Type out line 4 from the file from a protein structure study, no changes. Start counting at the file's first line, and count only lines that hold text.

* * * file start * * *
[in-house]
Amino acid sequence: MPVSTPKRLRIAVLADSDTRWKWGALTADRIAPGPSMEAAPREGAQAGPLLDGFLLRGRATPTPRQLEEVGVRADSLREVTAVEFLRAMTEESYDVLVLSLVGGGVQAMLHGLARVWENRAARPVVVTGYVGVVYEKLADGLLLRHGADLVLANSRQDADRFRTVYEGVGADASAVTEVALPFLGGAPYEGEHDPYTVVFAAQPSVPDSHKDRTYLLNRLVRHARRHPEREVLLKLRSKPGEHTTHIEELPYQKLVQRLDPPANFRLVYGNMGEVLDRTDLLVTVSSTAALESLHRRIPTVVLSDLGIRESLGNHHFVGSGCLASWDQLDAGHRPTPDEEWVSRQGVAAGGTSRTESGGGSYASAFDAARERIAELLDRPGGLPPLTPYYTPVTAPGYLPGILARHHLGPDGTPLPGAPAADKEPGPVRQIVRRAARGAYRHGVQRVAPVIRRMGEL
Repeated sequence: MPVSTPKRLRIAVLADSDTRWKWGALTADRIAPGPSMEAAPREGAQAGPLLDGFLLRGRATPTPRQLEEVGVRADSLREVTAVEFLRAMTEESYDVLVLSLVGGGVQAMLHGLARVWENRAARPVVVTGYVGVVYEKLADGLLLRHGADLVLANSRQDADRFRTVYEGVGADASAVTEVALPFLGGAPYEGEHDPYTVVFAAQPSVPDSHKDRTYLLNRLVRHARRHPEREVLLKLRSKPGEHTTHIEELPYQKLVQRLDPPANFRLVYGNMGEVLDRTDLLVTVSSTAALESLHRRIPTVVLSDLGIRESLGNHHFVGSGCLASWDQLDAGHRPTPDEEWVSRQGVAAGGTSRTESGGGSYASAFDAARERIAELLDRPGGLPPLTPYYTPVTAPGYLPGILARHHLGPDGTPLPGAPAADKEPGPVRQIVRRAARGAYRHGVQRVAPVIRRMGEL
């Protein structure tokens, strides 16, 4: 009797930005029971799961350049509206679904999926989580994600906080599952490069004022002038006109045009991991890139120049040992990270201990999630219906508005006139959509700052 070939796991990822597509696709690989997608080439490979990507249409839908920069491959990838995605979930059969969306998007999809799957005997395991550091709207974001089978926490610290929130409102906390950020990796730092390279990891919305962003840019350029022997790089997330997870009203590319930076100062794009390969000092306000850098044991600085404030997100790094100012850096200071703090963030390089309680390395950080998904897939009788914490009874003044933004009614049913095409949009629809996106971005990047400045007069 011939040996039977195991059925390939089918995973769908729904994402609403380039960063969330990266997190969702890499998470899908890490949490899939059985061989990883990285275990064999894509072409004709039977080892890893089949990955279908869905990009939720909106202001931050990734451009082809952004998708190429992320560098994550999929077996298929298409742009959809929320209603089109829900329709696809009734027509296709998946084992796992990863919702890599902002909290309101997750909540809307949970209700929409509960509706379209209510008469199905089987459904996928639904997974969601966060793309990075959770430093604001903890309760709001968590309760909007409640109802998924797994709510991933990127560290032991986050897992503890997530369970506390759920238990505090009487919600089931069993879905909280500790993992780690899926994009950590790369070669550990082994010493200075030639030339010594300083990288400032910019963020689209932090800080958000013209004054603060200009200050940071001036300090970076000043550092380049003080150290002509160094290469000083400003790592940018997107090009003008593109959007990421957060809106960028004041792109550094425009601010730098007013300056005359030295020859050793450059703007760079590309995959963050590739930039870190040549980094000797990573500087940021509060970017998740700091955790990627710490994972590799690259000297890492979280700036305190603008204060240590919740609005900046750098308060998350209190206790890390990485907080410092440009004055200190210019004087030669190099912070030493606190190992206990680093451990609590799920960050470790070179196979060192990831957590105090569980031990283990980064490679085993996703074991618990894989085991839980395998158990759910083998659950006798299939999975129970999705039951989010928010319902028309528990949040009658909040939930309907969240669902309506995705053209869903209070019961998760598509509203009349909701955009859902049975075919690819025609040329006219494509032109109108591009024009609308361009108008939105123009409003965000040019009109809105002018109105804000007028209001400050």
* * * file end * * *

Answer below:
């Protein structure tokens, strides 16, 4: 009797930005029971799961350049509206679904999926989580994600906080599952490069004022002038006109045009991991890139120049040992990270201990999630219906508005006139959509700052 070939796991990822597509696709690989997608080439490979990507249409839908920069491959990838995605979930059969969306998007999809799957005997395991550091709207974001089978926490610290929130409102906390950020990796730092390279990891919305962003840019350029022997790089997330997870009203590319930076100062794009390969000092306000850098044991600085404030997100790094100012850096200071703090963030390089309680390395950080998904897939009788914490009874003044933004009614049913095409949009629809996106971005990047400045007069 011939040996039977195991059925390939089918995973769908729904994402609403380039960063969330990266997190969702890499998470899908890490949490899939059985061989990883990285275990064999894509072409004709039977080892890893089949990955279908869905990009939720909106202001931050990734451009082809952004998708190429992320560098994550999929077996298929298409742009959809929320209603089109829900329709696809009734027509296709998946084992796992990863919702890599902002909290309101997750909540809307949970209700929409509960509706379209209510008469199905089987459904996928639904997974969601966060793309990075959770430093604001903890309760709001968590309760909007409640109802998924797994709510991933990127560290032991986050897992503890997530369970506390759920238990505090009487919600089931069993879905909280500790993992780690899926994009950590790369070669550990082994010493200075030639030339010594300083990288400032910019963020689209932090800080958000013209004054603060200009200050940071001036300090970076000043550092380049003080150290002509160094290469000083400003790592940018997107090009003008593109959007990421957060809106960028004041792109550094425009601010730098007013300056005359030295020859050793450059703007760079590309995959963050590739930039870190040549980094000797990573500087940021509060970017998740700091955790990627710490994972590799690259000297890492979280700036305190603008204060240590919740609005900046750098308060998350209190206790890390990485907080410092440009004055200190210019004087030669190099912070030493606190190992206990680093451990609590799920960050470790070179196979060192990831957590105090569980031990283990980064490679085993996703074991618990894989085991839980395998158990759910083998659950006798299939999975129970999705039951989010928010319902028309528990949040009658909040939930309907969240669902309506995705053209869903209070019961998760598509509203009349909701955009859902049975075919690819025609040329006219494509032109109108591009024009609308361009108008939105123009409003965000040019009109809105002018109105804000007028209001400050």